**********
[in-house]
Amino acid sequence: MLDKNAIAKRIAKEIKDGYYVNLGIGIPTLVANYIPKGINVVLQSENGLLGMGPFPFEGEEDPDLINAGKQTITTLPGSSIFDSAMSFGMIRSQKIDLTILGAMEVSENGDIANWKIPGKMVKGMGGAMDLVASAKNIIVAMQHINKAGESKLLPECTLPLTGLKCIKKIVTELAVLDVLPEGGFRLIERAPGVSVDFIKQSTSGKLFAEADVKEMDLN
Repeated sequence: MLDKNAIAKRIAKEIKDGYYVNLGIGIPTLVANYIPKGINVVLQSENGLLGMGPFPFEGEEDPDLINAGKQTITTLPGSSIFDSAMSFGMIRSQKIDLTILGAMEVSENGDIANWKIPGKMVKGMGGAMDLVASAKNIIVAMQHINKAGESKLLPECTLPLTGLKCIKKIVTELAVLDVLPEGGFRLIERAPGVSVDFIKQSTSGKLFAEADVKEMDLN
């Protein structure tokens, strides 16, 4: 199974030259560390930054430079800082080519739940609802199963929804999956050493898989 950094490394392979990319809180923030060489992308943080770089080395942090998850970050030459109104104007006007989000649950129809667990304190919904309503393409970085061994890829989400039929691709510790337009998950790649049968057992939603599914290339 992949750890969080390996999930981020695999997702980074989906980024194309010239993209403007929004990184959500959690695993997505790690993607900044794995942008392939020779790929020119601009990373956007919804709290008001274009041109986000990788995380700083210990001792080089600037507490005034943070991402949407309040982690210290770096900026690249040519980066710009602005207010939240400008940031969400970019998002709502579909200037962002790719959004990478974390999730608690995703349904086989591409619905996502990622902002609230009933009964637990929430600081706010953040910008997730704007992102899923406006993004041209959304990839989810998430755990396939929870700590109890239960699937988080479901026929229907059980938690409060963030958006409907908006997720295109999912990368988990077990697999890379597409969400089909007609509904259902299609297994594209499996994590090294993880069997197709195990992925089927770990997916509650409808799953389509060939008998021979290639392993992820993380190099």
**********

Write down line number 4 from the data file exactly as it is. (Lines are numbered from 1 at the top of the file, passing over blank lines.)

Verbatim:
């Protein structure tokens, strides 16, 4: 199974030259560390930054430079800082080519739940609802199963929804999956050493898989 950094490394392979990319809180923030060489992308943080770089080395942090998850970050030459109104104007006007989000649950129809667990304190919904309503393409970085061994890829989400039929691709510790337009998950790649049968057992939603599914290339 992949750890969080390996999930981020695999997702980074989906980024194309010239993209403007929004990184959500959690695993997505790690993607900044794995942008392939020779790929020119601009990373956007919804709290008001274009041109986000990788995380700083210990001792080089600037507490005034943070991402949407309040982690210290770096900026690249040519980066710009602005207010939240400008940031969400970019998002709502579909200037962002790719959004990478974390999730608690995703349904086989591409619905996502990622902002609230009933009964637990929430600081706010953040910008997730704007992102899923406006993004041209959304990839989810998430755990396939929870700590109890239960699937988080479901026929229907059980938690409060963030958006409907908006997720295109999912990368988990077990697999890379597409969400089909007609509904259902299609297994594209499996994590090294993880069997197709195990992925089927770990997916509650409808799953389509060939008998021979290639392993992820993380190099």